Tribunal: Member H Claringbold
The AAT remitted the decision to refuse the applicant’s partner visa application for reconsideration.
A delegate for the Minister of Immigration and Border Protection (the Department) had refused to grant the applicant a partner visa as they were not satisfied that the applicant and sponsor were in a genuine married relationship.
The AAT considered a number of factors to determine whether the parties had a mutual commitment to a shared life as a married couple to the exclusion of all others, a genuine and continuing relationship, and if they lived together, or if not, that they did not live separately on a permanent basis. The AAT also confirmed whether the parties were validly married.
In order to arrive at a decision, the AAT looked at all the circumstances of the relationship including:
- evidence of the financial and the social aspects of the relationship
- the nature of the applicant’s and sponsor’s household
- their commitment to each other.
After examining their financial arrangements, the AAT was satisfied that, even though the parties managed their personal expenses individually, they shared household expenses equally and shared a savings account. The parties also had other financial ties to each other including nominating each other as a beneficiary on their superannuation.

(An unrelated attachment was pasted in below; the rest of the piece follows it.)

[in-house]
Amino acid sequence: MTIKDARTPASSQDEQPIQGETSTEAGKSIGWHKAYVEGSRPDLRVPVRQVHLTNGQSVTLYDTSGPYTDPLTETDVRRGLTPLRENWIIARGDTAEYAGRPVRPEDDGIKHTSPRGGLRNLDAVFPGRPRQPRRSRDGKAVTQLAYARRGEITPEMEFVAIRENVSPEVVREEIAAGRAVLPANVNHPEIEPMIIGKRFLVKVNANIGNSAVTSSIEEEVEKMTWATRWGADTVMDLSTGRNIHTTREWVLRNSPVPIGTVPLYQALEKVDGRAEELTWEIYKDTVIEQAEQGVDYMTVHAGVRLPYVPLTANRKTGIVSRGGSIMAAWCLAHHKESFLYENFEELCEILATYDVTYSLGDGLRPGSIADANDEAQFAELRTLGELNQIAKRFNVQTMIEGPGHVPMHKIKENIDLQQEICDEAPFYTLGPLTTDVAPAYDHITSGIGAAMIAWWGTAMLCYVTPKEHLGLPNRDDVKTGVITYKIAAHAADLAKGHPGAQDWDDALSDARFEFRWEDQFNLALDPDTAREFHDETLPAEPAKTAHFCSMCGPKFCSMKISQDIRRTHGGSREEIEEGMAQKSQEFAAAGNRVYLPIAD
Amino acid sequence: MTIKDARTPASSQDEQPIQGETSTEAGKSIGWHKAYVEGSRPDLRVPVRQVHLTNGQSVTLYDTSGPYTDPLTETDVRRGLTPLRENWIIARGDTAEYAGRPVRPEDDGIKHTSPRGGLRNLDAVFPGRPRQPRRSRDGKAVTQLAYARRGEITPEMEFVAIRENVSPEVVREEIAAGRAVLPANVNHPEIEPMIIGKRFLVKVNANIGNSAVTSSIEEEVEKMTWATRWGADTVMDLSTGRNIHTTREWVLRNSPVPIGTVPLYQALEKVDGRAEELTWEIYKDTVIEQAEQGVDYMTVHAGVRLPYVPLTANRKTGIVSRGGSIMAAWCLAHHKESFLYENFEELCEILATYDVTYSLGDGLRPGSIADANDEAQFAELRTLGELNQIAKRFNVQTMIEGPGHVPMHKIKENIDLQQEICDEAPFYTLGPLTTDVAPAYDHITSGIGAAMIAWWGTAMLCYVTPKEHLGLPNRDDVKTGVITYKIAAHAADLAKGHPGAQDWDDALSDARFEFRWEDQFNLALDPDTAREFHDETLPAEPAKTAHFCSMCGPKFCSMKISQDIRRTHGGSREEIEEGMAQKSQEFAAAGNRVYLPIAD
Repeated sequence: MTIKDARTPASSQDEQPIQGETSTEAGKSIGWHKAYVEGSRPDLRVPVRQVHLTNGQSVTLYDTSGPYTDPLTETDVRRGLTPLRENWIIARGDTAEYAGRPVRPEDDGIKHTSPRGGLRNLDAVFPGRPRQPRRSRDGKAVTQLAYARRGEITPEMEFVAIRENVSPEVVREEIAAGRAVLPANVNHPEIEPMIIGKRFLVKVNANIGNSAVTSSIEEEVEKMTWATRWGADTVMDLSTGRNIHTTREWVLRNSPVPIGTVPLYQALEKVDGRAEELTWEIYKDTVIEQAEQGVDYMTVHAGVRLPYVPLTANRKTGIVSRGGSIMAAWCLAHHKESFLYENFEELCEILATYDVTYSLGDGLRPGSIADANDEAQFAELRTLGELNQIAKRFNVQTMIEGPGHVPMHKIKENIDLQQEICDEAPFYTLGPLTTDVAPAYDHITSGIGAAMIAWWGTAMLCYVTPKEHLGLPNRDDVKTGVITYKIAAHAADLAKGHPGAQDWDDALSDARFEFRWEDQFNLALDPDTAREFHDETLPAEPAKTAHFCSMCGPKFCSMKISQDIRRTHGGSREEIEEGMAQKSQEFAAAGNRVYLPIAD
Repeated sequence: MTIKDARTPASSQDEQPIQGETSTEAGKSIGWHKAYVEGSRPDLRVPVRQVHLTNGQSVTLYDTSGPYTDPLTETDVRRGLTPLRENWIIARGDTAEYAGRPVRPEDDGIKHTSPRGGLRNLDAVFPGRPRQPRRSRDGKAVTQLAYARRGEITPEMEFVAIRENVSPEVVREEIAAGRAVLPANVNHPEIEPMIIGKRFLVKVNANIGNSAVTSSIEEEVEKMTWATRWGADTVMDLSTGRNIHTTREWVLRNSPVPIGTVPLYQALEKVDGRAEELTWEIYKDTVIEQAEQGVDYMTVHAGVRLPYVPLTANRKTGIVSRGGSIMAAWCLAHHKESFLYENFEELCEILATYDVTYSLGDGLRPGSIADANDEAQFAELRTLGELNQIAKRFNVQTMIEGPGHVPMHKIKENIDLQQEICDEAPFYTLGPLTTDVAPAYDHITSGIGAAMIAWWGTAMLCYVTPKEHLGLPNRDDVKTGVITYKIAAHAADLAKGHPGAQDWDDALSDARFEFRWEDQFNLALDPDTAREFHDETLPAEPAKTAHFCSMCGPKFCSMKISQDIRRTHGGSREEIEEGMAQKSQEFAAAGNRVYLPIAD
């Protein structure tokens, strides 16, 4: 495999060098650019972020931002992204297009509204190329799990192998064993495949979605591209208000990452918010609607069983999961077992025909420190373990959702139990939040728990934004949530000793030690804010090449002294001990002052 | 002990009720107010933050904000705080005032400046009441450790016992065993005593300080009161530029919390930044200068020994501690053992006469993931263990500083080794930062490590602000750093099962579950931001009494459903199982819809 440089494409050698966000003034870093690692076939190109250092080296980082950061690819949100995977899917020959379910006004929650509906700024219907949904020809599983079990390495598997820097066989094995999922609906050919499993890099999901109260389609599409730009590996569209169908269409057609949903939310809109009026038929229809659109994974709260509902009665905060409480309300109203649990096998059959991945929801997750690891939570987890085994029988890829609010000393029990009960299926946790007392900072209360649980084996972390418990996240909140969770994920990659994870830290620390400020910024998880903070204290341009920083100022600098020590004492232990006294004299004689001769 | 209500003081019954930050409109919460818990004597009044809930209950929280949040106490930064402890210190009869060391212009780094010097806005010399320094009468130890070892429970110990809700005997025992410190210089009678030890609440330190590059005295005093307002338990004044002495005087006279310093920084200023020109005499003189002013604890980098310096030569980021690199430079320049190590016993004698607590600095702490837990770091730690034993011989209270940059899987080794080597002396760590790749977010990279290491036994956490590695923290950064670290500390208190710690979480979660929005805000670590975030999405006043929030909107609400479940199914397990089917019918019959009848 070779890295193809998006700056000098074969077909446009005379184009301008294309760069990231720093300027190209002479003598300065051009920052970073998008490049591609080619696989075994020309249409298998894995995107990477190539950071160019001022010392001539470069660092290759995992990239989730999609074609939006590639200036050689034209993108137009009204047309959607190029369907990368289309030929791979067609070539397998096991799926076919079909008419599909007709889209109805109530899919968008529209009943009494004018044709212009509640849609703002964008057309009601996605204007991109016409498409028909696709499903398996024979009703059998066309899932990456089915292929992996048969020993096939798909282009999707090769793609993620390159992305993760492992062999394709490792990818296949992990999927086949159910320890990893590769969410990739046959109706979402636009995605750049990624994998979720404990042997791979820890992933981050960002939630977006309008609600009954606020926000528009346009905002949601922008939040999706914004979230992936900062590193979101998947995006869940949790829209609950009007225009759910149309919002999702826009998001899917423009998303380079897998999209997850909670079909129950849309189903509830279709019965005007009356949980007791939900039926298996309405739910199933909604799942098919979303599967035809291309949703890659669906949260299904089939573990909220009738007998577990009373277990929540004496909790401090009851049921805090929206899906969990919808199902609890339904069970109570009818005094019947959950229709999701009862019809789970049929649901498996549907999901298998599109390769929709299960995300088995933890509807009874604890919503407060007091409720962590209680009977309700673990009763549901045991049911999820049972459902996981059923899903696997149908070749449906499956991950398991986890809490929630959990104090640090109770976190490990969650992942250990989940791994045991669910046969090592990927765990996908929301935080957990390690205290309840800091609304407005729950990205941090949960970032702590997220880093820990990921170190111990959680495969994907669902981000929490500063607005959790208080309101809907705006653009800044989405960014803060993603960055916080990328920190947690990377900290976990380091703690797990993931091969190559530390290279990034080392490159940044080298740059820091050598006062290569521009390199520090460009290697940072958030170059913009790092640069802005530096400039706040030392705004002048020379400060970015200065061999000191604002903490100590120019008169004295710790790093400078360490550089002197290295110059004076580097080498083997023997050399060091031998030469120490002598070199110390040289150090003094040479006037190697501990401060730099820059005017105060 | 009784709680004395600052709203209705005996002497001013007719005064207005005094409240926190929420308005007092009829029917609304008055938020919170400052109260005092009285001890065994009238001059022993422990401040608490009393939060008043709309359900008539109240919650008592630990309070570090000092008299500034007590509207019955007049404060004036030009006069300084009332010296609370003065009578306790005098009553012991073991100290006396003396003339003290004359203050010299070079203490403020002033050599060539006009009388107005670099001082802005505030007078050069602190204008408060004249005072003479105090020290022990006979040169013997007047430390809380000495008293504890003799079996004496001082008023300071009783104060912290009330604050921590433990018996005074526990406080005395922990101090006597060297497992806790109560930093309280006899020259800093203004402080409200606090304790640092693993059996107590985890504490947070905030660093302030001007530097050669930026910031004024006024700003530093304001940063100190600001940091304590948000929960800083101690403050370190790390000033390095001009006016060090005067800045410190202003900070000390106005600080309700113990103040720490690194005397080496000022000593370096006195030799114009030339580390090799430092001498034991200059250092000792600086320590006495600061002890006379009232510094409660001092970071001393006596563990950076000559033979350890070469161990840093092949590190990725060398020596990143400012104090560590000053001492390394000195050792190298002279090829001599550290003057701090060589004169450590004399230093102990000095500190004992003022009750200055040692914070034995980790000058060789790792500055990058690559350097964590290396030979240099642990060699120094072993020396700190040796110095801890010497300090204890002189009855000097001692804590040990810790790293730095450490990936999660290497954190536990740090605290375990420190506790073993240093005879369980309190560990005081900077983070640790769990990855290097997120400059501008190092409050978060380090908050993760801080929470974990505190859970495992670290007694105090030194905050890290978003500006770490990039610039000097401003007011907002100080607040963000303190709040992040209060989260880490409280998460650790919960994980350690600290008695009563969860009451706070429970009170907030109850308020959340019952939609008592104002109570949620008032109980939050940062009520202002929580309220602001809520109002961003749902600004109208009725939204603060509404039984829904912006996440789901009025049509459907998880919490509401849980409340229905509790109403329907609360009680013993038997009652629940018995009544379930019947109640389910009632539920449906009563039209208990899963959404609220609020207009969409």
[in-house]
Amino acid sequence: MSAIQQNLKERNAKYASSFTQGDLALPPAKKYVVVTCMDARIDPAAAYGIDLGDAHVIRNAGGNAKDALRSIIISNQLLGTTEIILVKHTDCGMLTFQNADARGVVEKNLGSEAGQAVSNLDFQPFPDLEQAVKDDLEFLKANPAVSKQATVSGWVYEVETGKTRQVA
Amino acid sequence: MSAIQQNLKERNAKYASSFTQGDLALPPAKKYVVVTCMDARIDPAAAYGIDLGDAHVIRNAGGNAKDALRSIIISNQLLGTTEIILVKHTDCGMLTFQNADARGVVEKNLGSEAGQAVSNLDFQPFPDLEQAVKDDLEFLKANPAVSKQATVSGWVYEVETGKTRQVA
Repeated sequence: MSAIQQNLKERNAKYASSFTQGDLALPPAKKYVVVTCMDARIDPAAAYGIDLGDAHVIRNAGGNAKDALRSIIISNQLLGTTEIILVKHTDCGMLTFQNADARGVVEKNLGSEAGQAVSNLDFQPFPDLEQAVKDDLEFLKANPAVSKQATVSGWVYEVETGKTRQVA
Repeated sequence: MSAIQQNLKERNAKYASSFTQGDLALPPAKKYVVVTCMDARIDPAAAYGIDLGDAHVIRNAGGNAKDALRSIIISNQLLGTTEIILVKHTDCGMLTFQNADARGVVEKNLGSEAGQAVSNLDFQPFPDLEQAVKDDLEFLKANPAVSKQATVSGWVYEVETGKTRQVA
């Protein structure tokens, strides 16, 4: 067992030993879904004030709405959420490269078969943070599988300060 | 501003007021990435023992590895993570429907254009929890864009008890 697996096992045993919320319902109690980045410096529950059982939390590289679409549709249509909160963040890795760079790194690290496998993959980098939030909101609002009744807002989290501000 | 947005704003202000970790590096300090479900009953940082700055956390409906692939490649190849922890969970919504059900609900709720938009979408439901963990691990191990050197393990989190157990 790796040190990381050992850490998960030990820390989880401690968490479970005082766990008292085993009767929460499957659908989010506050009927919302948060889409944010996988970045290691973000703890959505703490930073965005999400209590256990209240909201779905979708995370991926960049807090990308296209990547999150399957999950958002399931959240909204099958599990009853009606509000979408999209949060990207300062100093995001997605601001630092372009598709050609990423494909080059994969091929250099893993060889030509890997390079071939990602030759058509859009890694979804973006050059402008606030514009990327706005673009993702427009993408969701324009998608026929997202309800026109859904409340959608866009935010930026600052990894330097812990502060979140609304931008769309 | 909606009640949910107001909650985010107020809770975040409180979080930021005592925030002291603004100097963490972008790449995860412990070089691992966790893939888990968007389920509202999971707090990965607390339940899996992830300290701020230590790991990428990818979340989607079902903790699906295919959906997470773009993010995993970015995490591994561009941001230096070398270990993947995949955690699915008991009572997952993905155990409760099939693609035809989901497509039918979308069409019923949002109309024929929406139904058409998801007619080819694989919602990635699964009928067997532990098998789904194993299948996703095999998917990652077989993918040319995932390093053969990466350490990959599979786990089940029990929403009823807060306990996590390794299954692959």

The applicant and sponsor had lived separately on four different occasions. However, after considering the evidence the AAT was satisfied that this was on a temporary basis due to work commitments and health issues.
The parties provided inconsistent information about the social aspects of their relationship initially but addressed the issue satisfactorily in submissions given after the hearing. The parties also provided numerous statements from individuals who have known them on a long-term basis in support of their relationship. The AAT was satisfied that the parties represent themselves, and were known to their community, as a married couple.
The AAT also found that the applicant and sponsor supported each other during financial difficulties and their separations. It found they had joint plans for their future including saving for a home and having children. The AAT was satisfied that the parties provided each other with companionship and emotional support and that they saw their relationship as long term.
After weighing these factors, the AAT was satisfied overall that the applicant and sponsor were in a genuine spousal relationship.
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